Much has happened since my last post, where I was humming and hawing over whether to ride outside. I decided against it, but mainly for ‘social pressure’ reasons. I didn’t want to get honked at.
March 23 Update: Well now we have a much worsening medical crisis in Italy and while France appears to be doing better than our neighbor, there’s no guarantee this will not change (our other favorite riding country – Spain – is seeing a massive number in the increase of both infections and deaths, jumping far ahead of France in the process). We are already seeing hospitals in the northeast overwhelmed, with patients either being medivaced out or put in a newly-built army field hospital. We have 16,000 cases and nearly 700 deaths, which is only 12% of Italy, but we are also a week ‘behind’ them and numbers are growing exponentially.
I’m not always that fast on the uptake and I know some of you saw the signs in plenty of time and have been on the trainer all along. But I also know that many are still riding outside, even in small groups. I’m now of the opinion that this is socially irresponsible, but only because it appears that the best way to stem the tide of this awful virus is to stay inside. Period. If you could find a way to never leave home you would be safe. If you go outside and touch anything, anywhere, you are at risk. I think it’s serious enough now to think and act in this manner. The arguments in my last article now seem antiquated, but I know that many of you are thinking the same thing, e.g. it’s just a walk in the woods; there’s nobody on the roads around here anyway; I don’t come close to anyone on my bike.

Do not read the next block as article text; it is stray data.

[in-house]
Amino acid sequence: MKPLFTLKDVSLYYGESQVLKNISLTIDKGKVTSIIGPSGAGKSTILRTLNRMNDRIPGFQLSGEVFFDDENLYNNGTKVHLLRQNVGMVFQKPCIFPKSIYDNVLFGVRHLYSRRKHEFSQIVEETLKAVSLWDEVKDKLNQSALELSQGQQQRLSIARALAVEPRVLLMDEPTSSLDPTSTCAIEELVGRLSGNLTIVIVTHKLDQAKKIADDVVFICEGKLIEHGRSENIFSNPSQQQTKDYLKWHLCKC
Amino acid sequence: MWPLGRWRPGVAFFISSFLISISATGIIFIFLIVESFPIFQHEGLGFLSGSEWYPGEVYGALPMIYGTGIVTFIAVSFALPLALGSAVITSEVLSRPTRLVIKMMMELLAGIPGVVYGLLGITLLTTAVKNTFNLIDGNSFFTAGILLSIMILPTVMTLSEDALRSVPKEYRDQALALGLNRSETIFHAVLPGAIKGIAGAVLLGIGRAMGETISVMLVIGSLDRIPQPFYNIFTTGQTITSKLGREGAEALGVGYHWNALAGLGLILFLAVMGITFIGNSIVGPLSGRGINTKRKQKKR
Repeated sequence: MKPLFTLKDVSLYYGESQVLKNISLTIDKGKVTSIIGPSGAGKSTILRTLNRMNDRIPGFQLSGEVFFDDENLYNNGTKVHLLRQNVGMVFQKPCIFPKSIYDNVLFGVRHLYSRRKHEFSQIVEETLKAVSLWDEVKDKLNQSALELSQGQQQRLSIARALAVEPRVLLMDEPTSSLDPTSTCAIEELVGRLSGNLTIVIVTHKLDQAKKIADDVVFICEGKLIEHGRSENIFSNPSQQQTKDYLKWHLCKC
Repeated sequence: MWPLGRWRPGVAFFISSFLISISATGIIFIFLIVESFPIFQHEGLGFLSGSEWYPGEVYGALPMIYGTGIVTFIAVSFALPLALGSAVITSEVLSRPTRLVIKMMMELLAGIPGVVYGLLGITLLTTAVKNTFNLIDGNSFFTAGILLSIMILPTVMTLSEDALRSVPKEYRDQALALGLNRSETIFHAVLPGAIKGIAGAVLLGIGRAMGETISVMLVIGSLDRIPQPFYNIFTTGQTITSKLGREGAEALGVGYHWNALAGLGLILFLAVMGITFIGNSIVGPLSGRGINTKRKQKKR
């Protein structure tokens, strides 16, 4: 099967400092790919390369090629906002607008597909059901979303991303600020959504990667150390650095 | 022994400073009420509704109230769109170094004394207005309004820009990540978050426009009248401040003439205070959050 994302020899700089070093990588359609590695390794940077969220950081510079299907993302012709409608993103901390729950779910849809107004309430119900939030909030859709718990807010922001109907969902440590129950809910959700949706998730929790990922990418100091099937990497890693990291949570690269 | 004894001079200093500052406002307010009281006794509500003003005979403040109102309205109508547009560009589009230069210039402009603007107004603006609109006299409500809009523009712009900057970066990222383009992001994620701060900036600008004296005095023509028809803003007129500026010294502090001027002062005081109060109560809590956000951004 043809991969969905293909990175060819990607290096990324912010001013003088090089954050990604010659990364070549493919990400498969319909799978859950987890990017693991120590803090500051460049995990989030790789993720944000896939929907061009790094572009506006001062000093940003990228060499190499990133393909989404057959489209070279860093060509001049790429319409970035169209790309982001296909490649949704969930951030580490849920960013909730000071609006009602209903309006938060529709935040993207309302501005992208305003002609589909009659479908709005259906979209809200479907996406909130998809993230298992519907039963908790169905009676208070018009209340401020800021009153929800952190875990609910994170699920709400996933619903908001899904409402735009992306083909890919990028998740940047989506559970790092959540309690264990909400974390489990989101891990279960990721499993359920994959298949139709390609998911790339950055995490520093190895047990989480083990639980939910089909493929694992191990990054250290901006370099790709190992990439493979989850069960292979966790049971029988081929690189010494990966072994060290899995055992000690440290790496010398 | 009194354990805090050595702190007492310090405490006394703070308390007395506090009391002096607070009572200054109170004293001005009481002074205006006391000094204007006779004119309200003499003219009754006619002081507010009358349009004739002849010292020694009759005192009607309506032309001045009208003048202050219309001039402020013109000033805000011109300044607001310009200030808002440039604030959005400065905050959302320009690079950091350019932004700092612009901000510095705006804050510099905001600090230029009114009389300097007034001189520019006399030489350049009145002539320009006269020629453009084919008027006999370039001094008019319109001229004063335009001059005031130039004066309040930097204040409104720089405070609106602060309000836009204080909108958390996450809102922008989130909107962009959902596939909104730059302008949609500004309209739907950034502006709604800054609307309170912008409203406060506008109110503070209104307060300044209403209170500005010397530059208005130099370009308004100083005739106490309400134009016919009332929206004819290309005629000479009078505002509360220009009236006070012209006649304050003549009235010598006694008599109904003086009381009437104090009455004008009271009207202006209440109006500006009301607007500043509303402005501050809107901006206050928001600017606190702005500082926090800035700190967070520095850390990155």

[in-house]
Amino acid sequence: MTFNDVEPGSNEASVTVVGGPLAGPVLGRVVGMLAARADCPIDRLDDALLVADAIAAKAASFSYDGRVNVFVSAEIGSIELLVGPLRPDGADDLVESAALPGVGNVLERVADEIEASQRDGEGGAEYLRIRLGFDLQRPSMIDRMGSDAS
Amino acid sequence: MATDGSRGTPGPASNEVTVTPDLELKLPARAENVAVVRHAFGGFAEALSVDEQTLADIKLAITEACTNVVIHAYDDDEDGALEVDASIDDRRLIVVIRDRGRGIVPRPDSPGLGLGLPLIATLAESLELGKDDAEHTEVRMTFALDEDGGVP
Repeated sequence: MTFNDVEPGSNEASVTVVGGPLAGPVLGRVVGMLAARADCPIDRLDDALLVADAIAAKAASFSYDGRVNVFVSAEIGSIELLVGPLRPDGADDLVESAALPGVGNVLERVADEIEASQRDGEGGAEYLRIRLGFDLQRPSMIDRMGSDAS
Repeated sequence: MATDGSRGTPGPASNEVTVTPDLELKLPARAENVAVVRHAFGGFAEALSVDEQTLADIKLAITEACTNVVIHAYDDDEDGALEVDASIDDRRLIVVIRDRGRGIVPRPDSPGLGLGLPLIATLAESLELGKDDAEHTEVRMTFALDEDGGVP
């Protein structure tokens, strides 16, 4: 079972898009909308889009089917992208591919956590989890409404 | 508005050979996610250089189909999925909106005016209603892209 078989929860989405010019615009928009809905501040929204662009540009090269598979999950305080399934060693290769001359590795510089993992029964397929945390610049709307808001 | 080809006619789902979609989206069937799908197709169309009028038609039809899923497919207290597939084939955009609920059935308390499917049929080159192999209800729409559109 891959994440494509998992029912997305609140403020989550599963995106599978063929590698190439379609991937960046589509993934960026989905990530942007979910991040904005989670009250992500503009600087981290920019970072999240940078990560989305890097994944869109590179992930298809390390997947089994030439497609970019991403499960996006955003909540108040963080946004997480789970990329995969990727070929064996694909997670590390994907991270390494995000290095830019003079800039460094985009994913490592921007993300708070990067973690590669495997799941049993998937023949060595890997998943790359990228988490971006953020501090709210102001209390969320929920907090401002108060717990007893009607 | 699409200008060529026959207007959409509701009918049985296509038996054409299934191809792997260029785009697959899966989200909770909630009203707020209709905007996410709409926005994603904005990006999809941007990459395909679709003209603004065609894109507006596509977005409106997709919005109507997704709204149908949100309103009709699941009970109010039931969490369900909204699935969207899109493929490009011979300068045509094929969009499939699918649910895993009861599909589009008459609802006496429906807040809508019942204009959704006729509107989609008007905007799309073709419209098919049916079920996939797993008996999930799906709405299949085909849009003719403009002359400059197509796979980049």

It’s up to you, of course, especially if you are still allowed to ride outside (I think only France, Italy and Spain have effective ‘bans’). However, unless everything I read by people smarter than me is false, we are not helping humanity by possibly being exposed, or exposing others, to this thing. I hope that wherever you are, you are the exception to the rule (like Japan for the moment), but as testing ramps up in all our countries we are bound to see many, many more cases, lots with dire results as we now know. Covid-19 is definitely not ‘the flu’.
Oh, and if you want to do a ride that is now illegal (basically any ride of any length in France), don’t upload to Strava. The fuzz is watching!